Analysing India’s 2022-23 Union Budget, Neeraj Hatekar contends that MNREGA, the rural job guarantee programme that has not received additional funding vis-à-vis 2021-22 budget estimates, should be leveraged in dealing with the looming agriculture crisis. He also examines the deterioration of health and nutrition indicators, and puts forth the view that there are no significant initiatives in the Budget to address this.
The 2022-23 Budget was announced against the backdrop of two critical challenges. No, they have nothing to do with the pandemic – though the pandemic was challenging enough. The first serious challenge has been the central government’s inability to raise sufficient resources, which has been a problem for some years now. The government aspires to achieve an 8% tax-GDP (gross domestic product) ratio but has so far been unable to do so. The attempt to fill in the gap with disinvestment has also been by and large unsuccessful – falling short by Rs. 10,000 crore last year. The surge in GST (goods and services tax) revenue this year has come mainly from imports, which is tantamount to living off the current account deficit. On the other hand, profit taxes have not grown commensurately with the rise in profits, and income taxes have also not surged enough. Overall, there have been no real tax gains. So, the head room for spending, which the latest Economic Survey (2021-22) hoped for, has not been achieved – especially given the constraint of keeping the fiscal deficit in check. Then, we have the issue of the two huge elephants in the room that the Finance Minister did not address – these have been present from before anyone had even heard of Covid-19.
Looming crisis in agriculture, and leveraging MNREGA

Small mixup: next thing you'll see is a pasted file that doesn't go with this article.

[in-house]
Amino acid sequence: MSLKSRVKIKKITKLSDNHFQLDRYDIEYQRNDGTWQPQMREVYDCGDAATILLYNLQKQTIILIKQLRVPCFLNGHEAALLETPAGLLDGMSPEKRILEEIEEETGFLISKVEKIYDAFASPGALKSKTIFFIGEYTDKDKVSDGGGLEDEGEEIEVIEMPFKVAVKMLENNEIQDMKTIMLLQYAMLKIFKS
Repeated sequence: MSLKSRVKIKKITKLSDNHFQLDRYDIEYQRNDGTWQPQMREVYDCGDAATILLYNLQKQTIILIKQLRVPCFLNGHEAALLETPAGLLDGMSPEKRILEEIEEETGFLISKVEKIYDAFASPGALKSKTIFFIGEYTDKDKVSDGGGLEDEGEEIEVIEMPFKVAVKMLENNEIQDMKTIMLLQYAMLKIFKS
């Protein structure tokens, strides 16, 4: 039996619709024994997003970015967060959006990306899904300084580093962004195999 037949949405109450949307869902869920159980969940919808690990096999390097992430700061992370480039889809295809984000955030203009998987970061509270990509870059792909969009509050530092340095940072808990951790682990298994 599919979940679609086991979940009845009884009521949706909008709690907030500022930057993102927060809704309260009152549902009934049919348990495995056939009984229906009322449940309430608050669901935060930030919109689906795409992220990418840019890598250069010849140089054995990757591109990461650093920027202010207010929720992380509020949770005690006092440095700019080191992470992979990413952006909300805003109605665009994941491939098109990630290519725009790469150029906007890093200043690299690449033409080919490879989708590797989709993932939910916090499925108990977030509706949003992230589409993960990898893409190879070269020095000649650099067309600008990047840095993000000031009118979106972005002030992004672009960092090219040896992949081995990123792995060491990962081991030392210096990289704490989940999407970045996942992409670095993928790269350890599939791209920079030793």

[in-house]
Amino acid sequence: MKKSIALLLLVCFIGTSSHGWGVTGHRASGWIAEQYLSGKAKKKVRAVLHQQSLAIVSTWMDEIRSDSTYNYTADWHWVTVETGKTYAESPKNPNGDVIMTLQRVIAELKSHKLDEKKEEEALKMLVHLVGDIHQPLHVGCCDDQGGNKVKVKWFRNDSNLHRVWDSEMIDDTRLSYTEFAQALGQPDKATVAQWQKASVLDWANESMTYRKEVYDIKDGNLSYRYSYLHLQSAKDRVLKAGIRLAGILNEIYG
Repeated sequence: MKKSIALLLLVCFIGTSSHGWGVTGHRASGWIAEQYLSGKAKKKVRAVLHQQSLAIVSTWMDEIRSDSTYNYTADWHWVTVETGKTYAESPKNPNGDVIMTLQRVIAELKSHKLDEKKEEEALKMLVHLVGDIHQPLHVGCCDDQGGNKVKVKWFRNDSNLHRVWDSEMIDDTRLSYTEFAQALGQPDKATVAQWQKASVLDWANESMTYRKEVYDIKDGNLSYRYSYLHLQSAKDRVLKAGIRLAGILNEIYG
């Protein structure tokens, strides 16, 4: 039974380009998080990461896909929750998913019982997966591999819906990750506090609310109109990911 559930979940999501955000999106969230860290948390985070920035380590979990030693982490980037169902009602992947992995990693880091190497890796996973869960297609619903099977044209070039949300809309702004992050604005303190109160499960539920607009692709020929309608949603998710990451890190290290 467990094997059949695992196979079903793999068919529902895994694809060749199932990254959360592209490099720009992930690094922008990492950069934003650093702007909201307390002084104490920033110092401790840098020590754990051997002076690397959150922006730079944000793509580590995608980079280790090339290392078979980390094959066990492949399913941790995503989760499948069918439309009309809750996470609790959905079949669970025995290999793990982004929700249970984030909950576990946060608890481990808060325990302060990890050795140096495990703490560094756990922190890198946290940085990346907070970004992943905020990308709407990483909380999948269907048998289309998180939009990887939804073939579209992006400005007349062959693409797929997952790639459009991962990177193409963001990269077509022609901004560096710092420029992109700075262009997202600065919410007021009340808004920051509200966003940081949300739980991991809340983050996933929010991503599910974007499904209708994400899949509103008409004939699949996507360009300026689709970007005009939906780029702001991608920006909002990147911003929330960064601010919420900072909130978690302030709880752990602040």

The first is the looming crisis in agriculture. Let us consider the “Situations Assessment Report of Agricultural Households and Land Holdings of Households in Rural India, 2019” survey conducted by the NSSO (National Sample Survey Office) during their 77th round (January-December 2019). According to this report, the average agricultural household in the country earns Rs. 3,058 per month as net receipts from the sale of crops (after allowing for all expenses, including imputed expenses), Rs. 4,063 as wages, Rs. 441 from the sale of animals, and another Rs. 641 as net receipts from non-farm businesses. To put these numbers in perspective: The last poverty line that we have by the Rangarajan Committee for 2012, is a monthly expenditure of Rs. 4,860 for a rural family of five. If we update this using the private final consumption expenditure deflator, this works out to be about Rs. 7,500 in 2019. This shows that in 2019 the average rural household would not have been able to stay above the poverty line purely on the basis of proceeds from sales of crops at 2012 prices, let alone 2019 prices. Households would have to find wage work to stay afloat. Agriculture, by itself, especially smallholding dry-land agriculture is no longer an economically viable enterprise. The main problem is the rising prices of fertilisers, pesticides etc., which account for about a third of the cultivation expenses, and the uncertain prices for produce. This is where social programmes like MNREGA1 (Mahatma Gandhi National Rural Employment Guarantee Act) become relevant. Even during the period of high economic growth between 2004 and 2012, extant research points to the significant role played by MNREGA in reducing poverty, along with other attendant benefits. Not only has it had an impact on poverty, but education, empowerment of women, dietary intake and infant nutrition, have all shown to have been positively affected. There has also been a reduction in violence and distress migration. A study on a panel of 45,000 households concluded that MNREGA has been responsible for nearly a third of the observed poverty reduction between 2004 and 2012 (Afridi et al 2013, Das 2015, Das 2018, Desai at al. 2015). It is now well-understood that growth does not automatically trickle-down even when it is robust. In the current scenario with faltering growth (minus the base effects – the quarterly GDP growth rate has been slowing down from the third quarter of 2017), it is even less likely that poverty and distress will automatically vanish, solely on account of it being the “amrit kaal”2. Reducing poverty requires that significant policy interventions be directed specifically towards the poor. The MGNREGA is one major intervention that could have been reworked to some extent to create sustainable, broad-based, and inclusive growth impulses at the bottom of the pyramid. More than 260 activities can be undertaken under MNREGA, and it can become a powerful tool for bringing resilience to poor households while simultaneously generating growth. To take an example, if MNREGA pays the poor to build cattle sheds on their farms, this will create employment and generate demand for materials.